Twin-tube shock absorbers of both types are cost-effective and offer superior comfort and steering response in many driving conditions, but they suffer from a few drawbacks. In a twin-tube design, there is no physical barrier separate oil from gas. During compression and rebound strokes, oil is forced to flow from a high- to low-pressure area, creating a sudden pressure drop that can cause aeration or cavitation.
Aeration occurs when air is circulated with a hydraulic fluid, which can temporarily render damping inefficient. Cavitation occurs when air bubbles – which have mass but are compressible – form in the oil. When this happens, the initial piston rod travel of each stroke will compress the air bubbles, creating a damping control lag and reducing shock absorber efficiency. Though less likely to happen in a low-pressure gas shock, it is still possible and either scenario can negatively affect shock absorber function and efficiency.
The Monotube Advantage
Contrasting with the twin-tube design, a monotube shock absorber is a high-pressure gas shock comprising a single cylinder that is divided into two chambers – one filled with pressurized nitrogen gas and another above it with hydraulic fluid. The gas and oil are separated by a floating piston – preventing any aeration or cavitation from occurring – and a piston valve assembly connected to the piston rod is seated in the fluid portion of the tube. This type of design offers numerous advantages.
When the piston rod displaces oil on compression, the nitrogen in the chamber below also compresses. Because the nitrogen is subject to variations in volume, it functions much like a spring. The continuous pressure exerted on the oil in the tube by the gas ensures instantaneous response to changing road conditions, offering faster damping reaction and, as a result, improved steering control and road-holding capabilities. While these characteristics may lead to the perception of a stiffer ride in some passenger cars, monotube shock absorbers are an ideal solution for larger sedans, sports car applications and SUV rear axles.
Though the exterior dimensions of a twin-tube and monotube shock absorber may be the same, the size of the piston in a twin-tube design is limited by the outer cylinder, reducing oil capacity and piston size. Generally, this results in lower possible pressure. By comparison, monotube shocks feature more oil and a larger piston, which creates a wider area of pressure. Not only does this improve damping precision, but it also allows for more efficient heat dissipation.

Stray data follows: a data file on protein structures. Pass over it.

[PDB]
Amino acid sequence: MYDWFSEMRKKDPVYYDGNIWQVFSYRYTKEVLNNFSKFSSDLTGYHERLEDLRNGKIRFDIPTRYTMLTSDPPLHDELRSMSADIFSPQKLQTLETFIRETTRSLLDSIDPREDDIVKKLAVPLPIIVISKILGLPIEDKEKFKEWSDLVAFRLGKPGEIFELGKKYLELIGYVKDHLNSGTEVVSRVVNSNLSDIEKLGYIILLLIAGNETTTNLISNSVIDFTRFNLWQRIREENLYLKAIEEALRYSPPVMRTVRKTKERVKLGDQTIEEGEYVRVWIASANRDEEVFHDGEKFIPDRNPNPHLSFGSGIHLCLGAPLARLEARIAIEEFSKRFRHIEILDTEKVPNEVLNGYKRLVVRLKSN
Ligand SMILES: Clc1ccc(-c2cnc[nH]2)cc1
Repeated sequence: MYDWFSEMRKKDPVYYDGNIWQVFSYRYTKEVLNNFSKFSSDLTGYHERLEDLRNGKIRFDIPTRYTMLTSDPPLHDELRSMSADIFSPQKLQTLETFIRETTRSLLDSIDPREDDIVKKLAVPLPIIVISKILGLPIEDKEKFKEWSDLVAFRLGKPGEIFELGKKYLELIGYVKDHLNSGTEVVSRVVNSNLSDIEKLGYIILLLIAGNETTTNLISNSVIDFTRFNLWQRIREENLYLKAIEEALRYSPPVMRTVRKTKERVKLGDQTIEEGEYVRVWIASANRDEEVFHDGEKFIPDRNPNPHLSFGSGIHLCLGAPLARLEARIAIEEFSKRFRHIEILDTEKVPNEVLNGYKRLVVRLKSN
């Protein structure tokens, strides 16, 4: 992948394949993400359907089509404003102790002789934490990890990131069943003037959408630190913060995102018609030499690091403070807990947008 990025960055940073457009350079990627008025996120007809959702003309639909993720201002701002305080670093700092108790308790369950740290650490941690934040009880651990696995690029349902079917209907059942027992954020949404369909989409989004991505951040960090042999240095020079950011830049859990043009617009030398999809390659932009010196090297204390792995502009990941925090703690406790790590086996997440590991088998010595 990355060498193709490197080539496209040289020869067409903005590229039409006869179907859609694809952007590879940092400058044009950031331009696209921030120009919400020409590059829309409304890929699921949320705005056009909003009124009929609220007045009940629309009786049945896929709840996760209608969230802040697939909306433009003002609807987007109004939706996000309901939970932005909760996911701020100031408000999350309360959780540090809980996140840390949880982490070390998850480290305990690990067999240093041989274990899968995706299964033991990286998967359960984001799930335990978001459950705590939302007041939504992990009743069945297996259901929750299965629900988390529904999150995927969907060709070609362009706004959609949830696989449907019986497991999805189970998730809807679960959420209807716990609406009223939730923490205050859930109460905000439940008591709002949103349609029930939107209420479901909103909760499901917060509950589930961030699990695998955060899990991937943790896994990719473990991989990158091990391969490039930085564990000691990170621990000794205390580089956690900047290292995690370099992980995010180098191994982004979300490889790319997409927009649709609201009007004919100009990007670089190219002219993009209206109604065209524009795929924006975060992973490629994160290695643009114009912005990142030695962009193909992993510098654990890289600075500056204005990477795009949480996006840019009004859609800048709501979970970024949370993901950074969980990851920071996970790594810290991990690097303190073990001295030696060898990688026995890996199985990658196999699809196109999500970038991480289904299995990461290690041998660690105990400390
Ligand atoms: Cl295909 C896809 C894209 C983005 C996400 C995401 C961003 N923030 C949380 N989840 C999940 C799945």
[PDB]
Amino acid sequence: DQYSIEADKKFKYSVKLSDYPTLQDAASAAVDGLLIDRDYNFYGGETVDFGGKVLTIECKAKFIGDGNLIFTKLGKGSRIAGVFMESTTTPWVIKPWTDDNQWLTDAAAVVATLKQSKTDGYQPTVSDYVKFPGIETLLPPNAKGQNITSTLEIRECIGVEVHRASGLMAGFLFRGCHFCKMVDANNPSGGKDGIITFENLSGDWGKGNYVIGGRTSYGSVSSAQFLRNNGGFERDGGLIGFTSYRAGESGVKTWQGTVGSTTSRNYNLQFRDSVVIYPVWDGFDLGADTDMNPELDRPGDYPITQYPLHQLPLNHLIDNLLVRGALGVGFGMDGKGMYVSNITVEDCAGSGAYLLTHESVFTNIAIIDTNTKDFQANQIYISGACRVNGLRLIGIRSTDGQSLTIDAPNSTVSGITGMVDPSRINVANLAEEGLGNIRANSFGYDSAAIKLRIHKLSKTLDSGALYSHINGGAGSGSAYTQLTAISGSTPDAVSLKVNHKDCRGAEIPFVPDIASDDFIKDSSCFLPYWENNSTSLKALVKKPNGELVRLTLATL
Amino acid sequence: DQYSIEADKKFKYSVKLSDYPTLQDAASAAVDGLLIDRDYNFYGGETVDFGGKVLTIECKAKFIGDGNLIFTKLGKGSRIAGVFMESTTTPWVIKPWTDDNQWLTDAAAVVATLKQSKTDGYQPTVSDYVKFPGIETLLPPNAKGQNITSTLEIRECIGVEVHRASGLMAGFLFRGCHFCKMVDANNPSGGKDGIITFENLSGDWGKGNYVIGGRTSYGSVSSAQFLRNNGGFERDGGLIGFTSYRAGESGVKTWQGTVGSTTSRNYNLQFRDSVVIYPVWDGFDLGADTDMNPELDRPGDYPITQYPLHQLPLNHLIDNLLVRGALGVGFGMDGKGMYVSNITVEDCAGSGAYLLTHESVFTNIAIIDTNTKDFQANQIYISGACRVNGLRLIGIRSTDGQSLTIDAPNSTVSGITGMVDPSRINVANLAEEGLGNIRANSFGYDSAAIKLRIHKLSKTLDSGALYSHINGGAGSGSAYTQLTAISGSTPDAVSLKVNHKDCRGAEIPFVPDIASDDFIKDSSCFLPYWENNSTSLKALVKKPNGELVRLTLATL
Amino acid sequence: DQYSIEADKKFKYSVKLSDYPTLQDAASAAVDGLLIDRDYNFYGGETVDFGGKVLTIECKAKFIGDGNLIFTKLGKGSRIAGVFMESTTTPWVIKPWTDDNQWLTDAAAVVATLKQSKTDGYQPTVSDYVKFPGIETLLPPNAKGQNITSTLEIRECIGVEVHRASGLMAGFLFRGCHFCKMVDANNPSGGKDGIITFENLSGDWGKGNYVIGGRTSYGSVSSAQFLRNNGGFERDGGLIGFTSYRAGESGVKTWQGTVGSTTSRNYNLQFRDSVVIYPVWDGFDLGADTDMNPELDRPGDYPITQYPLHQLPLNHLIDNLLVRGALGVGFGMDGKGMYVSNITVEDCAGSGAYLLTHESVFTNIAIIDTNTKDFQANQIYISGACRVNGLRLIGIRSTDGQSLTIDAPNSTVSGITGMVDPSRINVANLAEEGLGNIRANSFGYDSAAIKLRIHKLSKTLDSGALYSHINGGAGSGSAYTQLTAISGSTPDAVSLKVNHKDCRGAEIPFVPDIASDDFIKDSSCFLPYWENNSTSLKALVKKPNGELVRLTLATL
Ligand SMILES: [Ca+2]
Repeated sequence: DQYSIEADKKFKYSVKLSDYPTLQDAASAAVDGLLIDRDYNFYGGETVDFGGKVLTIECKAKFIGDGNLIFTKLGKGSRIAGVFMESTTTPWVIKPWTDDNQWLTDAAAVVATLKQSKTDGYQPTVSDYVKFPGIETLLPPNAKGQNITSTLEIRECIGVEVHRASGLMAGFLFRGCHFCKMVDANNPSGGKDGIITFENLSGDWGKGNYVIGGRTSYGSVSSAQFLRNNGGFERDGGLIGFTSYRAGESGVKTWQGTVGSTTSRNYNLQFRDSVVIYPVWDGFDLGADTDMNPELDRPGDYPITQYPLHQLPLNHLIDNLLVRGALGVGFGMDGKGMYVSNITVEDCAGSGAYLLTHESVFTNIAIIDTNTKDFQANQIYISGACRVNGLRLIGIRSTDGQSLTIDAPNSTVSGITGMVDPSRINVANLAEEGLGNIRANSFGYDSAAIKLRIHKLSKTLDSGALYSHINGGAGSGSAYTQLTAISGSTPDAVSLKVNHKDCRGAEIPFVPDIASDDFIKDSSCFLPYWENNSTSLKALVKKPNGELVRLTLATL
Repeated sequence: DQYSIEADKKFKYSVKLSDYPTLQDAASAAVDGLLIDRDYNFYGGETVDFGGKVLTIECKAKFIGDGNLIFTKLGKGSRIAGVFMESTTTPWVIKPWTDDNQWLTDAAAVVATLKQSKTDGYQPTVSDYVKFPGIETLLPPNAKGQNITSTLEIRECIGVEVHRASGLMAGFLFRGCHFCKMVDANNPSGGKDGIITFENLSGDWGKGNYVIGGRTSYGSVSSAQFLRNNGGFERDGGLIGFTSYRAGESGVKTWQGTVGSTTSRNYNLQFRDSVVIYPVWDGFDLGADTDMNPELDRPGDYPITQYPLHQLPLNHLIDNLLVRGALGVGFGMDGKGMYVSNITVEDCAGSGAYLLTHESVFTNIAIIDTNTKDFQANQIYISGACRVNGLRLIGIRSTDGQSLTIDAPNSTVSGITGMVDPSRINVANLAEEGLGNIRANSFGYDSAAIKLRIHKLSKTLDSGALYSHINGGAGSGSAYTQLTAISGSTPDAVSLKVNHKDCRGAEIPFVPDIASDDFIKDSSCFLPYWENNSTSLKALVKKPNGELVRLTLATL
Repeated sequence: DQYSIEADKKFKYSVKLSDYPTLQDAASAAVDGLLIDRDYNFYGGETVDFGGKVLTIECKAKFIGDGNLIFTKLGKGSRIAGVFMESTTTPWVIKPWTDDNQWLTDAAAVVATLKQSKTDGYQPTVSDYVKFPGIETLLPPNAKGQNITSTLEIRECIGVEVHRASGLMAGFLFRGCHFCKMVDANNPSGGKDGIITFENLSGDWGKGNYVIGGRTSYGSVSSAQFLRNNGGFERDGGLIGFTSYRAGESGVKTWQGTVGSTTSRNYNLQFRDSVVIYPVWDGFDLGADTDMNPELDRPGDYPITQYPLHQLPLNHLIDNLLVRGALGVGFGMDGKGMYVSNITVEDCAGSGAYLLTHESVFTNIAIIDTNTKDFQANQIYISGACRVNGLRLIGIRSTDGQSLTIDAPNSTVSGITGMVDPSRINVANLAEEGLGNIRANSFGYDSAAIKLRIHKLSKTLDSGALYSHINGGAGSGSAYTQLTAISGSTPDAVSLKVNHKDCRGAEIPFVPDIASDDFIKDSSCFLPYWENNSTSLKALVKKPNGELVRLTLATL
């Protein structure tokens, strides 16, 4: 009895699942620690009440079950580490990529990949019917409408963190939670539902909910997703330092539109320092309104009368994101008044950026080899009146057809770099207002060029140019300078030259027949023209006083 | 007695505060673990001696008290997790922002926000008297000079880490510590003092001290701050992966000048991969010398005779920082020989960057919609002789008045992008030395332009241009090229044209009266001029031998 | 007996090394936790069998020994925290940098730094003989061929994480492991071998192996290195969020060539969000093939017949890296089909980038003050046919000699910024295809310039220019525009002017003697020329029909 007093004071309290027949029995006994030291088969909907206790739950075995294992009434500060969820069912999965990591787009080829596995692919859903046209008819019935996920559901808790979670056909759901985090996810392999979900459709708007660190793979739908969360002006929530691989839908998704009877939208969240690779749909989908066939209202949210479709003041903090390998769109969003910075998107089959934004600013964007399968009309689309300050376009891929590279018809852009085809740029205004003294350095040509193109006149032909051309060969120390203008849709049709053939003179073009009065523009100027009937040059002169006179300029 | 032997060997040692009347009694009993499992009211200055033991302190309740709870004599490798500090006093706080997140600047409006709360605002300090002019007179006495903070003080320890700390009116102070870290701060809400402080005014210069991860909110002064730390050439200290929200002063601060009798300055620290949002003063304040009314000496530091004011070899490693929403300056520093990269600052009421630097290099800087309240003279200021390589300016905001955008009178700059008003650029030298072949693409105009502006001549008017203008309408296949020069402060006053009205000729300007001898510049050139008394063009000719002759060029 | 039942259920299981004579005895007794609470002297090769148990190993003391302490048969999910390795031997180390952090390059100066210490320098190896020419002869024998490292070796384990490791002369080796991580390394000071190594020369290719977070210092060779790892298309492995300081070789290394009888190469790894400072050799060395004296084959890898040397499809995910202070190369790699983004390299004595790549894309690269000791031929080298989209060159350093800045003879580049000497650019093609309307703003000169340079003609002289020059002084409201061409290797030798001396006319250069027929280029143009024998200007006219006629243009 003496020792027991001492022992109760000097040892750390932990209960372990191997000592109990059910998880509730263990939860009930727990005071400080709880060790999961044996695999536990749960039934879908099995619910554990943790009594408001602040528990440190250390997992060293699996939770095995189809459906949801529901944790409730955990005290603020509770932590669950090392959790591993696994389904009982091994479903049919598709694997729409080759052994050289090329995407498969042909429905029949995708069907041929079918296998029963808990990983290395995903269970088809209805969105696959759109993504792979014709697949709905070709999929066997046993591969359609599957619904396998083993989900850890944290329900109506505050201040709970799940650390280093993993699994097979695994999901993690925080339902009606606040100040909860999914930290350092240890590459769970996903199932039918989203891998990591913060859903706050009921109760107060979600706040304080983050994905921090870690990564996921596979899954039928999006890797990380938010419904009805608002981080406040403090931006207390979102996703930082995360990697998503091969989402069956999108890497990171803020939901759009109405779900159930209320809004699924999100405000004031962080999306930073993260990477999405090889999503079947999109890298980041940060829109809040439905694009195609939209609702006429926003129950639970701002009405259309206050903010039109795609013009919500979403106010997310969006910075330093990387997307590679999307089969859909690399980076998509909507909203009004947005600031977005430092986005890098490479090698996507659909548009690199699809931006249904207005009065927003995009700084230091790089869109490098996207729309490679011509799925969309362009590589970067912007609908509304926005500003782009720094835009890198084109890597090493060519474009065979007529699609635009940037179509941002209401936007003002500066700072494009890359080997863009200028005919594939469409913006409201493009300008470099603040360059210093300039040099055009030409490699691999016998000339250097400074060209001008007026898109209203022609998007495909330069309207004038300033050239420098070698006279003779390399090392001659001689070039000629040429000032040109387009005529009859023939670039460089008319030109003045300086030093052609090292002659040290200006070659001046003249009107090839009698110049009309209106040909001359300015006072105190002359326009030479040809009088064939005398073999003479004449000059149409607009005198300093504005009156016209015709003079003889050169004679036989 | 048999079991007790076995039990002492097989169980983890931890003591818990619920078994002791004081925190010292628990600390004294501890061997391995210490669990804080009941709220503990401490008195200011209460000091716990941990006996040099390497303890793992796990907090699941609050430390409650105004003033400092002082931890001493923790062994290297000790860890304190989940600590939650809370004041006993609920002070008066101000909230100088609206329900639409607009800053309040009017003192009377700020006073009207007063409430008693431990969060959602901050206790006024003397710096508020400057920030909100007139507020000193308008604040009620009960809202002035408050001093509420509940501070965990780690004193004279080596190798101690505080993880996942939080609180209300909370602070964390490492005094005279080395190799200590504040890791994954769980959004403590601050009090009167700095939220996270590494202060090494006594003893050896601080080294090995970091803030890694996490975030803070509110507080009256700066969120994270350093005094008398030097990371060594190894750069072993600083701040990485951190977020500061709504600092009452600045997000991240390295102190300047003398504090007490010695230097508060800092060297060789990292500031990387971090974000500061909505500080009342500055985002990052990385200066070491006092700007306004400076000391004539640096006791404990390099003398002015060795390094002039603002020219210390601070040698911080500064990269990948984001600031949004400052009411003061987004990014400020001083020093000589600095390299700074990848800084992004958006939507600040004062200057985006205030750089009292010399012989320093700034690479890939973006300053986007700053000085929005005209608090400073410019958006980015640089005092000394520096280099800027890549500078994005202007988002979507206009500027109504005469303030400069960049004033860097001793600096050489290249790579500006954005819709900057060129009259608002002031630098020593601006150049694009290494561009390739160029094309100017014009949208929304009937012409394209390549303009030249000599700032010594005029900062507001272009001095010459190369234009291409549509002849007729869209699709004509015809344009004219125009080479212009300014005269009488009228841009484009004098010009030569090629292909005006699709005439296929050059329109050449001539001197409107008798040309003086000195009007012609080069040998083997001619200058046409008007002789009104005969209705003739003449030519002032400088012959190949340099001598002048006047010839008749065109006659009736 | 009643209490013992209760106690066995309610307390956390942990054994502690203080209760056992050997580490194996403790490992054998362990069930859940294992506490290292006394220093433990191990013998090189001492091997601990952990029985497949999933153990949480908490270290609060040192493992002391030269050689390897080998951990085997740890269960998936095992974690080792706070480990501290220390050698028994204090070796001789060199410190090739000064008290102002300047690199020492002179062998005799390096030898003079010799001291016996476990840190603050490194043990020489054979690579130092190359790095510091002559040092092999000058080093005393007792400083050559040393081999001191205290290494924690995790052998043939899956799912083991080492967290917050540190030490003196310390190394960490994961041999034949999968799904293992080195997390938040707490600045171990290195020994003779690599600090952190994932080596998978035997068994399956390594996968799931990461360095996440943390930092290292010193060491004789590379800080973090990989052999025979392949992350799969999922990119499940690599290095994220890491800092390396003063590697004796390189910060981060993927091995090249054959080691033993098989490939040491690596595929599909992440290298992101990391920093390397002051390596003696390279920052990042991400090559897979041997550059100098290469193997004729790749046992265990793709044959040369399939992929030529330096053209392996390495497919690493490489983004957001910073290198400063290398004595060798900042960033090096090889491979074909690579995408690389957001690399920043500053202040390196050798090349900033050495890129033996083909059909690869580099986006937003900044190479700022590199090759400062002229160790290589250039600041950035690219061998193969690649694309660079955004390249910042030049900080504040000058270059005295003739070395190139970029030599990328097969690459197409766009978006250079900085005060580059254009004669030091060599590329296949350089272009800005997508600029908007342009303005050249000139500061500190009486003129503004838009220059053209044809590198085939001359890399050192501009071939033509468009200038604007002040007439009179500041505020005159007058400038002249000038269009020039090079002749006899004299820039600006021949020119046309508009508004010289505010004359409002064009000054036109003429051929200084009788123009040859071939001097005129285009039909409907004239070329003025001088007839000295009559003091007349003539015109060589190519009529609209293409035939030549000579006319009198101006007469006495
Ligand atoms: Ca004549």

One of the few limitation in terms of usage of the monotube shocks absorbers is related to its use at off-road applications. Where the piston stroke is a key factor. In off-road vehicles the stroke of the shock used to be an important technical requirement of the suspension in order to be able to absorb the movements of the tire while it passes the irregularities and obstacles of the road. In the case of mono tube shocks due to the internal design, the piston rod stroke is limited to the part of the working chamber that is placed over the floating piston, while at the twin-tubes, this limitation is not present because the piston can move until the lower end of the working chamber where the compression valve is located. Therefore twin tube technology is the preferred one for off-road vehicles.
Tenneco offers monotube shocks to meet a range of needs and price points, from the Monroe Original high-value replacement line to the new premium Monroe OESpectrum® range. Featuring Tenneco's innovative M-RTECH®2 Rebound Valving Technology™, OESpectrum gas-charged shock absorbers leverage Tenneco's global OE leadership for a superior driving experience. Tenneco confidently backs each OESpectrum product with its first-ever 5-year limited warranty, offering consumers the peace of mind of a lasting investment. Complete warranty terms and conditions can be found online at www.Monroe-OESpectrum.com.
Monroe aftermarket products are supported through comprehensive training and vehicle diagnostic information available on Technicians Advanced Digital Information System (TADIS), a technical support platform from Tenneco that includes thousands of helpful files designed for technicians, installers and other aftermarket professionals. To access TADIS and other resources, visit www.training.tenneco.com . Independent aftermarket professionals also have access to Monroe advertising and point-of-sale promotional materials, as well as fully illustrated catalogues with 360-degree product images that can be found online at www.monroecatalogue.eu. To learn more about Monroe monotube shock absorbers and other Monroe ride control technologies, please contact your Monroe supplier or Tenneco sales representative. Additional information is available online at www.monroe.com.